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The Seven Generals Sons of Confederate Veterans Camp in Helena, Arkansas needs your help in funding several historic projects. The camp plays an integral part in the maintenance of battle field sites and preservation of historic properties. A donation in any amount would be greatly appreciated and put to good use!

A list of the sites maintained by the Seven Generals Camp:
1) The Confederate Cemetery, where over 120 Confederates are buried, including General Patrick R. Cleburne, General James C. Tappan, and General Thomas C. Hindman.

2) Civil War Helena interpretative markers- we maintain over 50 historical interpretative panels throughout the city, including the battlefield, Confederate Cemetery, General Tappan's home, Battery C, and many other historic sites.

3) Confederate Memorial Park- We purchased and donated to the Sons of Confederate Veterans, Inc. in Columbia, TN approximately an acre of battlefield property that serves as a memorial to the Confederates that fought in and died in the Battle of Helena. Many soldiers are still unaccounted for and this park serves as their "marker". We maintain the park and the costs are mounting in maintenance, an electric bill to keep a light on the 1st National Confederate Flag that flies on a nice 25 foot pole overlooking Fort Curtis across the street.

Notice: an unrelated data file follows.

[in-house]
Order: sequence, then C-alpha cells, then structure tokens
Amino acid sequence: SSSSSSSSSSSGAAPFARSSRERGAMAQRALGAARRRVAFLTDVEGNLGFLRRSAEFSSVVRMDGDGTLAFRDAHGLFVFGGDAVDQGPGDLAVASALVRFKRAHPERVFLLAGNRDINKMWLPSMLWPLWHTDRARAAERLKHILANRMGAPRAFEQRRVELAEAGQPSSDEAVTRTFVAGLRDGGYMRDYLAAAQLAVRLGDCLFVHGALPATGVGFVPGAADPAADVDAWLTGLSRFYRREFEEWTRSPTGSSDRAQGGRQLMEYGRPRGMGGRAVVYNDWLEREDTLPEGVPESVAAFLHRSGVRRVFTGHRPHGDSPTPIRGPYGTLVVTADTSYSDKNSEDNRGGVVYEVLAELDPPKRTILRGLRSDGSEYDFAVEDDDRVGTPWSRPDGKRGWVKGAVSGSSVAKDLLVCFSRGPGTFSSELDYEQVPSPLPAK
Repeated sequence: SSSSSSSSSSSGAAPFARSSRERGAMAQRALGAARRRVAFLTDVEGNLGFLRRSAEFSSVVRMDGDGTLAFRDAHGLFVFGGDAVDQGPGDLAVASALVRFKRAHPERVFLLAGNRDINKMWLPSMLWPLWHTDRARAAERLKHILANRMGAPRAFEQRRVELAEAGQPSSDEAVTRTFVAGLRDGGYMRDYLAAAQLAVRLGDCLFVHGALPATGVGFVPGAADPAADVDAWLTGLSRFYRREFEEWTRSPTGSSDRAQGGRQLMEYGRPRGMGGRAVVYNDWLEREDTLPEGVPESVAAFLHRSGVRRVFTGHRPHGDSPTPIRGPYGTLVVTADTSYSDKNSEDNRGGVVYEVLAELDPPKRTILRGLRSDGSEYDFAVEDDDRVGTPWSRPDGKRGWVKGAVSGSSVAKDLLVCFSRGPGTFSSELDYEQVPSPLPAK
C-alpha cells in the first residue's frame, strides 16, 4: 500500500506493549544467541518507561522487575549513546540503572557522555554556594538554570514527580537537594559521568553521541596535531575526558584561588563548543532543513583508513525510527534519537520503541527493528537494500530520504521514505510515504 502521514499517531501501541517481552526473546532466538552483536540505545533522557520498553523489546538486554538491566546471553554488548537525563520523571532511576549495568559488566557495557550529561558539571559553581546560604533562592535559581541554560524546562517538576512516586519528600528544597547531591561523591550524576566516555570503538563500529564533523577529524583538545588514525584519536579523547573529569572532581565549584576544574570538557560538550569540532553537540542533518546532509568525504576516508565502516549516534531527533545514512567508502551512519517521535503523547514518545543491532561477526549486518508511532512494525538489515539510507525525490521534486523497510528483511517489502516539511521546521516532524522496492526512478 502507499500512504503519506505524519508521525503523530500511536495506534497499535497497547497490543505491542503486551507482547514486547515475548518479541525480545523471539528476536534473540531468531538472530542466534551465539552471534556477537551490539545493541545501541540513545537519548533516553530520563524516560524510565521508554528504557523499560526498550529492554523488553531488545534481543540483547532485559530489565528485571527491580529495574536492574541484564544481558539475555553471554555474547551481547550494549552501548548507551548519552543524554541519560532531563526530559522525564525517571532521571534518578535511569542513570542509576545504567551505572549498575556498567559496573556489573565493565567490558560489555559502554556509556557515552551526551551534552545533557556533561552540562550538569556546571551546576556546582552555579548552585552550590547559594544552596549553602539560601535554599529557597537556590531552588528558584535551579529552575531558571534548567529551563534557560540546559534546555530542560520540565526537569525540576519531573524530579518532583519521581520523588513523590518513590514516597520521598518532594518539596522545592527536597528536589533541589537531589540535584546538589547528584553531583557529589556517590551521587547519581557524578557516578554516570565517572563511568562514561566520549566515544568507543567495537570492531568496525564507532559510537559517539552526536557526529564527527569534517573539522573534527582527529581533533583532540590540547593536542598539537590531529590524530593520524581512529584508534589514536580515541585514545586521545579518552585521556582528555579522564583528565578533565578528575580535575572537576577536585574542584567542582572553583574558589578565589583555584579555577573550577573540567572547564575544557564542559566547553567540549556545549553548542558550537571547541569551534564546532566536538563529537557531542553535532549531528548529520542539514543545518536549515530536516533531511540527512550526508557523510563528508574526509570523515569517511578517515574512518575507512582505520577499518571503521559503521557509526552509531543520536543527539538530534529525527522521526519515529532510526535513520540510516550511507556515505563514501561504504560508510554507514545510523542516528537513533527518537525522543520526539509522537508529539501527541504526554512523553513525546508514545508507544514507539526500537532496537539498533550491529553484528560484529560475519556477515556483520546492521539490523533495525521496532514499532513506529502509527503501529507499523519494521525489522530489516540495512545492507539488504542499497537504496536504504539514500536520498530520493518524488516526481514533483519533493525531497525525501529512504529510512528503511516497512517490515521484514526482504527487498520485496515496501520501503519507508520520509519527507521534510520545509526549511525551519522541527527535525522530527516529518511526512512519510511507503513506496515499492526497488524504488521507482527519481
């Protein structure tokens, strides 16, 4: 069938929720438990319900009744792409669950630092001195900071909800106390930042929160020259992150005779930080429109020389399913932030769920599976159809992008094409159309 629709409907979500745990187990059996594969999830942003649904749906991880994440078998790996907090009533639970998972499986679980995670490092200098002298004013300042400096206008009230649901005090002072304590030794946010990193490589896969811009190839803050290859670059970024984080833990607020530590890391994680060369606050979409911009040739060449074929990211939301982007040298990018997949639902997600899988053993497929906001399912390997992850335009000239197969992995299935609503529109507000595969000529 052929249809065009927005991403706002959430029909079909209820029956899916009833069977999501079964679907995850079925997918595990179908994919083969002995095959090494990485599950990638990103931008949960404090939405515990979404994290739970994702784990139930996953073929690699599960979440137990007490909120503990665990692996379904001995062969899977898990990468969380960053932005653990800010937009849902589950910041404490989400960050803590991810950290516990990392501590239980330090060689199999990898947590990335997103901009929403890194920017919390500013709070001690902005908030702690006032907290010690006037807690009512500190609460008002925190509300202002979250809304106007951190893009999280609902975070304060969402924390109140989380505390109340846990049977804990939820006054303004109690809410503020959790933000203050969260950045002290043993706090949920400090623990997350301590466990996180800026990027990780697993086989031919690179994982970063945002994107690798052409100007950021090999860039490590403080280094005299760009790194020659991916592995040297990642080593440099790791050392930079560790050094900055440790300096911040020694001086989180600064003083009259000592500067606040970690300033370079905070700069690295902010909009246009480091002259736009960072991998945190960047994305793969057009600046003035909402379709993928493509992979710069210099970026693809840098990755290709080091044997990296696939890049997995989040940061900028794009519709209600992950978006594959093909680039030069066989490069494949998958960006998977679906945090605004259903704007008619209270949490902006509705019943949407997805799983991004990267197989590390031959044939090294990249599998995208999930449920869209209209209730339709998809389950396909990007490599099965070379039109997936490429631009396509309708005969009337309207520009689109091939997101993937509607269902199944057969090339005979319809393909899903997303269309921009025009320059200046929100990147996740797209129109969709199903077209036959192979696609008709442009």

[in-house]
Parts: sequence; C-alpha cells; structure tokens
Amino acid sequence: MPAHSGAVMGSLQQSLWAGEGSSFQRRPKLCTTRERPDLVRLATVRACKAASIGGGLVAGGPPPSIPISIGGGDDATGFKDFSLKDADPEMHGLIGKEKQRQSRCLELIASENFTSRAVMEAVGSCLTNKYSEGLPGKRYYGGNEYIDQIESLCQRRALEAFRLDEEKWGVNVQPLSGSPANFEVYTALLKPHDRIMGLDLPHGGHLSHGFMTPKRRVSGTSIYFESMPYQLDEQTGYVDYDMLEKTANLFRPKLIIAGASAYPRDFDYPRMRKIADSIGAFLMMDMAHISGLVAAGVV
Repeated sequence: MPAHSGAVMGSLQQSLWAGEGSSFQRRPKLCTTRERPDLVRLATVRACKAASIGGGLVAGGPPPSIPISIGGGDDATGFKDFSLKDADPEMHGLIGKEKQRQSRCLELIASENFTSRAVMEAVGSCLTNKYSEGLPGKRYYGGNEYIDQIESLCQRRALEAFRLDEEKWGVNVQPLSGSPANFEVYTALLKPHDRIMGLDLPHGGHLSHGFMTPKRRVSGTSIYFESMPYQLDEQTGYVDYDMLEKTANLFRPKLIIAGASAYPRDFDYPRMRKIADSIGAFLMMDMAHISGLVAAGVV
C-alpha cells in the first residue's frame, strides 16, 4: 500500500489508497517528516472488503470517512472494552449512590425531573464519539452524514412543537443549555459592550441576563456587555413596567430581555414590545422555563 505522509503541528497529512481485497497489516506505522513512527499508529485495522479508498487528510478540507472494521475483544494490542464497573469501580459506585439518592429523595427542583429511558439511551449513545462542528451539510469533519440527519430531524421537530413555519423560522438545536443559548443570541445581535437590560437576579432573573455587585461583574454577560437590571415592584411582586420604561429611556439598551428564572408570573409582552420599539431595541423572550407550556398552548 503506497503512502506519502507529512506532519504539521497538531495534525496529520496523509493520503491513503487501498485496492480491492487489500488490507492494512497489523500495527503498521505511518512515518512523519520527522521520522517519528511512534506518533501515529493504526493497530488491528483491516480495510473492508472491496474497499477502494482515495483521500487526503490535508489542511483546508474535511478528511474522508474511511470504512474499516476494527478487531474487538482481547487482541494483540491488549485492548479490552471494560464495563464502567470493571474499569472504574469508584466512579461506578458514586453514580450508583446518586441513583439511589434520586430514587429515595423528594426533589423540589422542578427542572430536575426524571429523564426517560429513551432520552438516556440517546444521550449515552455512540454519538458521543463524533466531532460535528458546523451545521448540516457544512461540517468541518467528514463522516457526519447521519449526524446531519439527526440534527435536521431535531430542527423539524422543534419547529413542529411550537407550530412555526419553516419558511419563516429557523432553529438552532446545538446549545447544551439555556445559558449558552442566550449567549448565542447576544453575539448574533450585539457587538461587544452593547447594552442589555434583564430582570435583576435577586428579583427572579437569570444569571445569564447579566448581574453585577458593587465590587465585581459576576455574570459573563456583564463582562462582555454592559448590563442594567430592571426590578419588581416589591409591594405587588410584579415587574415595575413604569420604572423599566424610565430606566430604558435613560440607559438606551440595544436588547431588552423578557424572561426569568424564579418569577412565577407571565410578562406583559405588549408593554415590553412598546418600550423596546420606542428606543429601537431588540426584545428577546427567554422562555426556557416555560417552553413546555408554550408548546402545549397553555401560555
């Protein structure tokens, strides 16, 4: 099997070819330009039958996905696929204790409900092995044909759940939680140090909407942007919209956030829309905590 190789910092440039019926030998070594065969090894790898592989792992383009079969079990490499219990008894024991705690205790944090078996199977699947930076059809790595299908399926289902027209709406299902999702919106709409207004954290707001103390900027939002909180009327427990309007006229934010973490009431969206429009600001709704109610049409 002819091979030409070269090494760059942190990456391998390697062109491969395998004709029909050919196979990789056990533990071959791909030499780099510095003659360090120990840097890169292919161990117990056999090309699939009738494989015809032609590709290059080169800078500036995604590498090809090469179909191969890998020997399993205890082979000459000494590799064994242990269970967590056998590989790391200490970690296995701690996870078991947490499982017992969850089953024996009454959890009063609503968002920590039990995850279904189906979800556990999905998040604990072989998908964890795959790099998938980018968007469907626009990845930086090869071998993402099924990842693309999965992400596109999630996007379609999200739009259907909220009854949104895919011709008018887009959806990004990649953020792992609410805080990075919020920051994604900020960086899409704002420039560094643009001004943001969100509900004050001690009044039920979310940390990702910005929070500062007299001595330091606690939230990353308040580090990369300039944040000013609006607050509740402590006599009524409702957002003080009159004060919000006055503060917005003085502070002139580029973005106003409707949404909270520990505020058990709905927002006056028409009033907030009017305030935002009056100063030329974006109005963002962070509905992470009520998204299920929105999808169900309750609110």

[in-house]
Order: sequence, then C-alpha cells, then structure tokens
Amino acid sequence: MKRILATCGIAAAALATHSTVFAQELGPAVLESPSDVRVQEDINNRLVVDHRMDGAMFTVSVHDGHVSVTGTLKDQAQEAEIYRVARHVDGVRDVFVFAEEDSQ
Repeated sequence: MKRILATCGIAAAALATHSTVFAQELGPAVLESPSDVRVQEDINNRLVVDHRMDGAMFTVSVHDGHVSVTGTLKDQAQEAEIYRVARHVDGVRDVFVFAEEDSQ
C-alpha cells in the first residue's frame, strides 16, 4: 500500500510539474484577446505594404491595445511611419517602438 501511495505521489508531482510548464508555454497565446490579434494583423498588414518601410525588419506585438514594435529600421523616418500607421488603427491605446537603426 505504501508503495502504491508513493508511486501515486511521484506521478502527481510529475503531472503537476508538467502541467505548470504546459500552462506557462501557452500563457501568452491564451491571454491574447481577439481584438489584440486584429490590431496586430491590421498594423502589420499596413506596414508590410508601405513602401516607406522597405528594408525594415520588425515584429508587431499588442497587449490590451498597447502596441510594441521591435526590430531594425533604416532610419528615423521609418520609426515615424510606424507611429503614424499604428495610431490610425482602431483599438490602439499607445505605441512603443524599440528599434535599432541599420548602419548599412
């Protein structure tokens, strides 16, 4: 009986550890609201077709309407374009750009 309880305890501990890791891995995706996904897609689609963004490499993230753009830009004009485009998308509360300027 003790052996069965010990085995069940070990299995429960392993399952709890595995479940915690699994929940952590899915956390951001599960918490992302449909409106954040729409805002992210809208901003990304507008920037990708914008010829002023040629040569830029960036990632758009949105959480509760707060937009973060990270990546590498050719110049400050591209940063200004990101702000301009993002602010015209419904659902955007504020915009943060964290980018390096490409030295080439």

4) We do living histories often and have a growing number of recruits that want to start re-enacting and doing living histories and interpretative programs. The costs of purchasing new and used Civil War re-enacting supplies are staggering. Any monetary or re-enacting supplies that can be donated would be appreciated.

If you would like to donate used or new re-enacting gear and supplies, we will take any items, even if they need to be fixed or mended. Re-enacting clothing items of all sizes and types needed, including hats. We have a youth program as well, so smaller sizes are welcomed as well. If you would like to donate supplies or equipment, mail it to Seven Generals Camp, PO Box 409, Helena, AR 72342.